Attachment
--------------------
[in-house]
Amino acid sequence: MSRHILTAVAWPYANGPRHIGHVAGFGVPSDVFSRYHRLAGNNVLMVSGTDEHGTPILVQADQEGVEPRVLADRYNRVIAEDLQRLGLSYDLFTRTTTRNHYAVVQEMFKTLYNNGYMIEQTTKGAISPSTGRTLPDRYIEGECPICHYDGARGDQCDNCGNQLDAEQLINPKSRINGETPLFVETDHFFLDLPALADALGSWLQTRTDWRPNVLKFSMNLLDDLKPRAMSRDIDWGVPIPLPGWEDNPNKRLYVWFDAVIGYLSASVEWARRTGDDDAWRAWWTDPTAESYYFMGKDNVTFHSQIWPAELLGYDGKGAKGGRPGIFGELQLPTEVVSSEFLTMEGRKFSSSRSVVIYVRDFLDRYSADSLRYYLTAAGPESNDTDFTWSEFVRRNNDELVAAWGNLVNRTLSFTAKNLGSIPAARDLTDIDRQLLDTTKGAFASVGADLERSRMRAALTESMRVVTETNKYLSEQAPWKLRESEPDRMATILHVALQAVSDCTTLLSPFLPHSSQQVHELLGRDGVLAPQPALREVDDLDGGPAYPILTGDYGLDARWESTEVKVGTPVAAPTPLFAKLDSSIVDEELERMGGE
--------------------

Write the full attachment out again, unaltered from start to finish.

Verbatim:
[in-house]
Amino acid sequence: MSRHILTAVAWPYANGPRHIGHVAGFGVPSDVFSRYHRLAGNNVLMVSGTDEHGTPILVQADQEGVEPRVLADRYNRVIAEDLQRLGLSYDLFTRTTTRNHYAVVQEMFKTLYNNGYMIEQTTKGAISPSTGRTLPDRYIEGECPICHYDGARGDQCDNCGNQLDAEQLINPKSRINGETPLFVETDHFFLDLPALADALGSWLQTRTDWRPNVLKFSMNLLDDLKPRAMSRDIDWGVPIPLPGWEDNPNKRLYVWFDAVIGYLSASVEWARRTGDDDAWRAWWTDPTAESYYFMGKDNVTFHSQIWPAELLGYDGKGAKGGRPGIFGELQLPTEVVSSEFLTMEGRKFSSSRSVVIYVRDFLDRYSADSLRYYLTAAGPESNDTDFTWSEFVRRNNDELVAAWGNLVNRTLSFTAKNLGSIPAARDLTDIDRQLLDTTKGAFASVGADLERSRMRAALTESMRVVTETNKYLSEQAPWKLRESEPDRMATILHVALQAVSDCTTLLSPFLPHSSQQVHELLGRDGVLAPQPALREVDDLDGGPAYPILTGDYGLDARWESTEVKVGTPVAAPTPLFAKLDSSIVDEELERMGGE